Sivananda Yoga 12 Basic Postures

These 12 postures set the foundation for a Sivananda yoga class.

Posture 1

Headstand – Sirsasana

Headstand is considered to be the ‘king of āsanas’ due to the remarkable benefits it brings to memory and concentration. Learning to balance upside down can bring you great confidence, but be sure to practice it carefully, only after you have studied all the information about the technique and contraindications.

The headstand is a boon for developing brain power and a healthy heart, and the beauty of it is that nearly anyone can do it. To the surprise of many people, it does not require any special strength or flexibility; all you need to do is respect certain basic considerations and follow the step-by-step guidelines given. Once you have learned it, it feels as natural to stand on your head as it does to stand on your feet.

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Posture 7

Locust – Salabasana

Śalabhāsana supplements and enhances the effects of bhujaṅgāsana (Cobra). The Locust brings flexibility to the cervical region and strengthens the lumbar and sacral regions of the back, thus improving the quality of all sitting and standing activities.  Unlike the other āsanas, which are done slowly, you achieve Locust by making a single powerful muscle contraction, similar to that of a locust jumping.  This simultaneously brings together thought, breath, movement, and prāṇa – vital energy. ‘Śalabha’ means a locust in Sanskrit. When the pose is demonstrated, it gives the appearance of a locust with its tail raised.

posture 8

Bow – Dhanurasana

The Bow is a backward bend in which both halves of the body are raised off the ground at the same time. You can imagine the bent body as being the bow itself, with the stretched (straight) arms as the bowstring. Dhanurāsana combines and enhances the benefits of both the Cobra and the Locust. The three āsanas are usually practiced together, forming a valuable set of backward-bending exercises. The Bow may be seen as a counter-pose to halāsana and paścimottānāsana. It is a full backward bend to supplement these two forward-bending exercises.  In the Bow, all parts of the back are worked simultaneously, increasing suppleness in the spine and hips. While holding the pose, the arms are held taut; this helps to stretch the neck, leg, arm and shoulder muscles. This posture focuses on spinal flexibility rather than strength, as it is not achieved by a contraction of the back muscles, but by the movements of the arms and legs.  Initially, you will find it easier to lift your knees with legs apart; more advanced students should aim to perform the Bow with legs together.

Posture 9

Half Spinal Twist –
Ardha Matsyendrasana

‘Ardha’ means half. This is half a pose. After the forward and backward bending of the spine, the Half Spinal Twist gives a lateral stretch to all the vertebrae, back muscles and hips. The lumbar area does not twist easily; you will mostly rotate the cervical and thoracic areas of your spine. Keeping your chest open and your neck straight is the best basis for a good twist.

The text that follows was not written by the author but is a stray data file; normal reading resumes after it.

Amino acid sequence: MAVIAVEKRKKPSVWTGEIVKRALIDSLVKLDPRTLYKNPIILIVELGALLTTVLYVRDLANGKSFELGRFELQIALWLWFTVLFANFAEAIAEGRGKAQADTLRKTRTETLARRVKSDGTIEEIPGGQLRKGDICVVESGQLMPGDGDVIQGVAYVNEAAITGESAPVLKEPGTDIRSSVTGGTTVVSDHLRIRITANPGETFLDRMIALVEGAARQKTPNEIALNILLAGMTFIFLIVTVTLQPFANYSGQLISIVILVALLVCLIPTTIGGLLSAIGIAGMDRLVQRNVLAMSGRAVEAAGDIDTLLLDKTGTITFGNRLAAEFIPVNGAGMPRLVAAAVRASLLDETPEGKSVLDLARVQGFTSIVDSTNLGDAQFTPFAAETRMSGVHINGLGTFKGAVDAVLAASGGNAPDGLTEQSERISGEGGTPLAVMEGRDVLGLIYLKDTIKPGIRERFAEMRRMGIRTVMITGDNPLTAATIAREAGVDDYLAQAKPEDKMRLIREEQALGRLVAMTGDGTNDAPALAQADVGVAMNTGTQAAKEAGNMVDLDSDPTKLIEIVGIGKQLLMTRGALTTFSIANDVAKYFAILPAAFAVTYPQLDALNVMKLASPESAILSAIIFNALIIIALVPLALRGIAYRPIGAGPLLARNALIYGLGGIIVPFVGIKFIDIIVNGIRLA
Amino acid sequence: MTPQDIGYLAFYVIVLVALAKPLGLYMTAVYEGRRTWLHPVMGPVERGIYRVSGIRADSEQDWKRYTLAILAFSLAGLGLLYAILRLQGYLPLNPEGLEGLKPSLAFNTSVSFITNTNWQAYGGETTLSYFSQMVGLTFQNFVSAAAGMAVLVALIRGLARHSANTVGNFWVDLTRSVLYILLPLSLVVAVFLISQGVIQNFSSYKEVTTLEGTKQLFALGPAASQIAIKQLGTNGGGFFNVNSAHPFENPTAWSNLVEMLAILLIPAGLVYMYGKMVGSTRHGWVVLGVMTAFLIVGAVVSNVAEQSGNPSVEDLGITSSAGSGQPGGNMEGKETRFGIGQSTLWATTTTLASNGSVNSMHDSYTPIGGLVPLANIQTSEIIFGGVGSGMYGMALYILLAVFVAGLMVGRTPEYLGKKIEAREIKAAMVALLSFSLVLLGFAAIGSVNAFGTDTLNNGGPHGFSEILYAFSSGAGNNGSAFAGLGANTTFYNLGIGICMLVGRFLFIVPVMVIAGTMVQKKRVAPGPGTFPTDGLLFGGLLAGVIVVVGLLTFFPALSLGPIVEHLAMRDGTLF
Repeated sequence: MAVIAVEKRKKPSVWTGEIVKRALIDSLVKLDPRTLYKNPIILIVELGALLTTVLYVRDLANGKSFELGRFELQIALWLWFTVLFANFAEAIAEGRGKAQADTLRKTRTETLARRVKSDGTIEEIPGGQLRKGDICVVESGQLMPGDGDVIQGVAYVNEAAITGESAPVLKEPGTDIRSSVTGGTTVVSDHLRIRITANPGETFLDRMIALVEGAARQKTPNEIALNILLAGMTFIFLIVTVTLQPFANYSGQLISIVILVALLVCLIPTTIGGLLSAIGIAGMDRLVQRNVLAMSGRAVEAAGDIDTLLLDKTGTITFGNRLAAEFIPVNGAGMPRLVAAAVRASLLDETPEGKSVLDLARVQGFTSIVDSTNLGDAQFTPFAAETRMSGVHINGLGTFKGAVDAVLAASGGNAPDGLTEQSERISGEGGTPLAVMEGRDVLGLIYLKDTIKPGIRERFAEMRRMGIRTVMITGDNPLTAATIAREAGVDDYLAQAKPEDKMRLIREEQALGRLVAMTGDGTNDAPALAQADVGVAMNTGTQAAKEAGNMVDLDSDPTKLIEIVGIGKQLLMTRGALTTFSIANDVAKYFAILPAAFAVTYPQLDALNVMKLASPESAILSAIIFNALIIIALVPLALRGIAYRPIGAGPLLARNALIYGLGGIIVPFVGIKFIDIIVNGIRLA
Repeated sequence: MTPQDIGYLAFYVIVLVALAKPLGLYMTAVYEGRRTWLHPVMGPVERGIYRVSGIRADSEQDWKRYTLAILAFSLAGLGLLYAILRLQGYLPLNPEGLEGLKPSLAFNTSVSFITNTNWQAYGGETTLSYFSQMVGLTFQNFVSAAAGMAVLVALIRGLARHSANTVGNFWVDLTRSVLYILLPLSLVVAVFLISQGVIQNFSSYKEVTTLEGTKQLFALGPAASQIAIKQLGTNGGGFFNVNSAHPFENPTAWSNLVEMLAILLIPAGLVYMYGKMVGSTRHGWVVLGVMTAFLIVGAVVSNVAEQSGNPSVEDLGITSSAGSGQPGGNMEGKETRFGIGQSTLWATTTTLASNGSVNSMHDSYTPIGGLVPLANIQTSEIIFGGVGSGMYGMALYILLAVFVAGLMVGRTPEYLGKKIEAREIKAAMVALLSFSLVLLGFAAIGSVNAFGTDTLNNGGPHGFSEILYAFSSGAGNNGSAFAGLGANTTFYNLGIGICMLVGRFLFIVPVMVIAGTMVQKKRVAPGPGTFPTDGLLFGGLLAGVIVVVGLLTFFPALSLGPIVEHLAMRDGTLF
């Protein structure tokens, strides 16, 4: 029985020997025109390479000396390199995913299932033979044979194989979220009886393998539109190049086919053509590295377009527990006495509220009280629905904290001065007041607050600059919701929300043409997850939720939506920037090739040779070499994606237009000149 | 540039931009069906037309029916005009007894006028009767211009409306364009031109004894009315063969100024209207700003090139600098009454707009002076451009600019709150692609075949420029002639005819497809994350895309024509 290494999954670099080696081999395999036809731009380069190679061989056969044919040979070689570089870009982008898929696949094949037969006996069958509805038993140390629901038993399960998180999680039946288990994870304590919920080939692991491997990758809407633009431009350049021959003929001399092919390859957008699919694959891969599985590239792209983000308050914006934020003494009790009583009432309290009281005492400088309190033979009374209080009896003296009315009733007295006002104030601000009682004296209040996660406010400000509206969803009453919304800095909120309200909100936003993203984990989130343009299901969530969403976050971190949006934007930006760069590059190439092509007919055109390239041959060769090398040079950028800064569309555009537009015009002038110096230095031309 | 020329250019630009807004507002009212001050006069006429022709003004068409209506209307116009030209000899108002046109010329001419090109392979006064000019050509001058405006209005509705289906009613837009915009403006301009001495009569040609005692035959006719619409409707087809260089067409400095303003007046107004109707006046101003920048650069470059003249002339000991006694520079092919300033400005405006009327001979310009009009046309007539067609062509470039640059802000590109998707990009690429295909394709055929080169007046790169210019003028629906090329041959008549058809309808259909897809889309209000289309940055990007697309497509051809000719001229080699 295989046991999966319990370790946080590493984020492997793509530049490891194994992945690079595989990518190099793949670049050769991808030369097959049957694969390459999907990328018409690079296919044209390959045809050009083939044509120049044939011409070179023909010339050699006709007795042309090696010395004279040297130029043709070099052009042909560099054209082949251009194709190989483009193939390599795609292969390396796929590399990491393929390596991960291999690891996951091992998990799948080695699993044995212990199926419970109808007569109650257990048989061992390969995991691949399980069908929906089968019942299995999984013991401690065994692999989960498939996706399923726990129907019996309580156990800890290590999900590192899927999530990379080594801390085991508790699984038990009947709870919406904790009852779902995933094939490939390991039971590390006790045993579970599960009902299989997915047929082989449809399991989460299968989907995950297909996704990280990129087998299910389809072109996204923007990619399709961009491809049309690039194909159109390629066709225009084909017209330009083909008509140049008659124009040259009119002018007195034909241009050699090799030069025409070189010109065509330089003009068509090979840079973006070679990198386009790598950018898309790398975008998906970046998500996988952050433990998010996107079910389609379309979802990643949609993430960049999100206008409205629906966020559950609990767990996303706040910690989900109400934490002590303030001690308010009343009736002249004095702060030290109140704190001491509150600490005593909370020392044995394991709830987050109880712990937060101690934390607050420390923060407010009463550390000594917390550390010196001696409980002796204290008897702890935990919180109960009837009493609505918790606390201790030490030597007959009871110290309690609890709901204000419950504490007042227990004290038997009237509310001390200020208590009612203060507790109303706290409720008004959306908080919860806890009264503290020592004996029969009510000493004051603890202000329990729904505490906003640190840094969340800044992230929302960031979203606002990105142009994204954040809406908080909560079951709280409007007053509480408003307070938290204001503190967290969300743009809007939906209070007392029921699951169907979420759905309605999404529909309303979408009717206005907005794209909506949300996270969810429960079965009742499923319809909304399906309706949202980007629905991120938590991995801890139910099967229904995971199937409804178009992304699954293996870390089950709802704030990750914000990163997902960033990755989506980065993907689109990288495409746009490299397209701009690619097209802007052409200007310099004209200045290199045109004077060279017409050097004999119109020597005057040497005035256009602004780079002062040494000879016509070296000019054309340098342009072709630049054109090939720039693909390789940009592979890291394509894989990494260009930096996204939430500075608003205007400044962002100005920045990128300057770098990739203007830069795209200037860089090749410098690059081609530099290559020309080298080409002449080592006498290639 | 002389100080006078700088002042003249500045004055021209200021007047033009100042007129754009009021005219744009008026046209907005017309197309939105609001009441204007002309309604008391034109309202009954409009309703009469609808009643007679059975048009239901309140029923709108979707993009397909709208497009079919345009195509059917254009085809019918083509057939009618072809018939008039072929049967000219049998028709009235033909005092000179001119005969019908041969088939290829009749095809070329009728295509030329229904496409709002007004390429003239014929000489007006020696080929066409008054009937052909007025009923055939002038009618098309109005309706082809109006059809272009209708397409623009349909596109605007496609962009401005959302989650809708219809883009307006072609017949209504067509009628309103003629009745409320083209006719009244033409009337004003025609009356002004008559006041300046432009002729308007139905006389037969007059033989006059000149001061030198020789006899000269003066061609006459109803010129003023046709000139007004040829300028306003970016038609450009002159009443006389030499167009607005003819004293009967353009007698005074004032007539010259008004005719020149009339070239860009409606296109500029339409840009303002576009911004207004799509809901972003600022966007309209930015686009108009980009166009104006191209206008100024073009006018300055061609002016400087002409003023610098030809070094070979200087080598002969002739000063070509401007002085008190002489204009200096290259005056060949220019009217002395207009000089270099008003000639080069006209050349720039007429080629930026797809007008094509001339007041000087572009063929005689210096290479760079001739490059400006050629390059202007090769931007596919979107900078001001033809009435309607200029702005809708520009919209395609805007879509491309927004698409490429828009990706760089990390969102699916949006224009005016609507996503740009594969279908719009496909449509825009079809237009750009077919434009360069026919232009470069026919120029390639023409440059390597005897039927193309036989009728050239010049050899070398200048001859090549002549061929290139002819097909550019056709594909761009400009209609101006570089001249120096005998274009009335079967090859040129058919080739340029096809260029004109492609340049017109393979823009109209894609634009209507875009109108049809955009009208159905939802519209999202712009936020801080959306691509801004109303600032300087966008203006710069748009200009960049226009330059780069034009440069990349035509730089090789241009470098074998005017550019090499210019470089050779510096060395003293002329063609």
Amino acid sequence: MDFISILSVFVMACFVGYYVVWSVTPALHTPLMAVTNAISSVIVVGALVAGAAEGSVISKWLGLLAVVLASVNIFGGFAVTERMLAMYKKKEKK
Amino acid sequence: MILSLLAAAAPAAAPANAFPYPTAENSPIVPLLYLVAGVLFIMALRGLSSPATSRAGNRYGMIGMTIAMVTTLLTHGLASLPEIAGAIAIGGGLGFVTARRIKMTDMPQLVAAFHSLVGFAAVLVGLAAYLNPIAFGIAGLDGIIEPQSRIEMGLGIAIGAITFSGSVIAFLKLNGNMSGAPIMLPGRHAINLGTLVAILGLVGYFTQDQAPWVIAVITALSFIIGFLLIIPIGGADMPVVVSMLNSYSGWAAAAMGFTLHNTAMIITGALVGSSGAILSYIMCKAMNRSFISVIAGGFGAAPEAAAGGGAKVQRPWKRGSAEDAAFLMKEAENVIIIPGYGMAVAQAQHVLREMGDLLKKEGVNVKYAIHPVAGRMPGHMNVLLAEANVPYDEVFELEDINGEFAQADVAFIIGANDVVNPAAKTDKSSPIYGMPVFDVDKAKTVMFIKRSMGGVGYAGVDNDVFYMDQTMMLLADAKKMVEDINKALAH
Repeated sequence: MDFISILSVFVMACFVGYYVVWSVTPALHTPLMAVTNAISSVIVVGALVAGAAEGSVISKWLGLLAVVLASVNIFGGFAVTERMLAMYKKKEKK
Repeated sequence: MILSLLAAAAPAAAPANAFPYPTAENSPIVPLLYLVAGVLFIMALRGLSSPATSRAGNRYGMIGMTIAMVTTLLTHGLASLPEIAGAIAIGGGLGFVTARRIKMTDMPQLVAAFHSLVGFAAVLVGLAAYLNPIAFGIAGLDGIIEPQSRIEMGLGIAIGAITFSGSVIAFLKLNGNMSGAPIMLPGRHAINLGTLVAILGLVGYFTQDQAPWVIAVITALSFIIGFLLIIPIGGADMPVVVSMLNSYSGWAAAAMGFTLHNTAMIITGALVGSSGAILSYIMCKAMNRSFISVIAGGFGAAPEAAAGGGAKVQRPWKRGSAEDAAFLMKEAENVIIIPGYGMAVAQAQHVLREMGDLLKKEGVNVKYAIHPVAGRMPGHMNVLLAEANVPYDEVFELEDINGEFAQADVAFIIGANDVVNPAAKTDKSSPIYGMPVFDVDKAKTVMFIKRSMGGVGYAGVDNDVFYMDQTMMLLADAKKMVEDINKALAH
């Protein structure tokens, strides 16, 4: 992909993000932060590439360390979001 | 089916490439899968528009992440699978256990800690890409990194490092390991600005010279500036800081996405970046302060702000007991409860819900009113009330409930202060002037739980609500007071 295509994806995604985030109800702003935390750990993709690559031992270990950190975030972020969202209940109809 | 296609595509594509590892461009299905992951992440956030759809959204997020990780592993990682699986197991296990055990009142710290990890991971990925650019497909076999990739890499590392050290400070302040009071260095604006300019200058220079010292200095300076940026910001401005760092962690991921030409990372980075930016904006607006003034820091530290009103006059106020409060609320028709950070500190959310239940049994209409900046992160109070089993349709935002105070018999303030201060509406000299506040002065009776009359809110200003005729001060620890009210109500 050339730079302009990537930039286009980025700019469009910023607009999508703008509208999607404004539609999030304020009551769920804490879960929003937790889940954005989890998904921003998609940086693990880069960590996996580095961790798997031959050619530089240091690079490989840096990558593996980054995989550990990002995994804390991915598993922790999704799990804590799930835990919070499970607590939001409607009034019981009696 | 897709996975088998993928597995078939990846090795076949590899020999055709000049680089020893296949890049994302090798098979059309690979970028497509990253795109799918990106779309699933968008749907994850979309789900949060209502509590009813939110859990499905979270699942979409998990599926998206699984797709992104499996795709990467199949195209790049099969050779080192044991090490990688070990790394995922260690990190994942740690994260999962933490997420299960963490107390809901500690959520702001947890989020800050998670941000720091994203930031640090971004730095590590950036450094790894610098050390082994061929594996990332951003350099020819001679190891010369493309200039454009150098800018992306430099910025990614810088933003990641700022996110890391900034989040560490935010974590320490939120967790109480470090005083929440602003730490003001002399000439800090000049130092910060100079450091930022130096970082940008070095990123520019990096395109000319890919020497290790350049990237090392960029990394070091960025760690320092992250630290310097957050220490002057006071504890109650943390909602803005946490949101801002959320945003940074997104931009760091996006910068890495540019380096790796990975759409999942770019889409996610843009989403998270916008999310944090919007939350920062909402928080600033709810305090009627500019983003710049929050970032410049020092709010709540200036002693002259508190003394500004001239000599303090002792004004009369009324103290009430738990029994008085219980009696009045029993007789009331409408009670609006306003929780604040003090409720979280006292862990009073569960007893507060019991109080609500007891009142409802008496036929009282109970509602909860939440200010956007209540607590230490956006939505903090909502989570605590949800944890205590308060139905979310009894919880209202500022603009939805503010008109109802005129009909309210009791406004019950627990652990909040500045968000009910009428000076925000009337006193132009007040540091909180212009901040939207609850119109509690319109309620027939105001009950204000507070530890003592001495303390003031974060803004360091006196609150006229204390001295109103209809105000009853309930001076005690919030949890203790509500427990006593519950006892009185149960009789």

posture 10

Crow – Kakasana

Strengthening the arms and the shoulder girdle is a main concern in any physical exercise program. Instead of using weights, the Yogis developed balancing āsanas such as Crow and its variations. In these, the body weight shifts from the feet, legs, and hips to the hands, arms, and shoulders. Although all āsanas are designed as mental as well as physical exercises to prepare the mind and body for meditation,the balancing poses are what give the most noticeable improvement in the powers of concentration. The Crow is one of the most beneficial of balancing poses. This āsana strikingly mimics the posture of a cawing crow – with the body’s weight supported on the elbows and hands and the head thrust well forward. Although the Crow may look difficult at first, it is important to bear in mind that all the previous breathing exercises and postures actually prepare for balancing: controlled breathing allows you to focus your energies on a balancing point and the āsanas have trained your body to fine-tune the contraction and relaxation of muscles.

Posture 11

Standing Forward Bend – Pada Hastasana

Pāda-Hastāsana, whose Sanskrit name literally means “Hand to Foot Pose” (in Sanskrit pāda means ‘feet’ and -hasta means ‘hands’) gives many of the same benefits as paścimottānāsana. It is the first of the standing poses. If it is remembered that “you are as young as your spine,” pāda-hastāsana will be seen as a veritable elixir of youth. Its practice promotes a continued youthful vigor throughout life. If you notice that your legs are stiff from too much sitting on chairs, practice this Standing Forward Bend. Using the pull of gravity, this pose quickly lengthens the muscles and ligaments of the entire posterior side of your body – from your heels to the middle of your back.

posture 12

Triangle – Trikonasana

Since this āsana gives the appearance of a triangle, it bears the name trikoṇāsana. Triangle is a unique āsana. Trikoṇāsana gives very good lateral movements to the spine and stretches and strengthens several muscles on the side of the body at the same time. It also helps with balance. It is the last of the twelve basic āsanas in the cycle.

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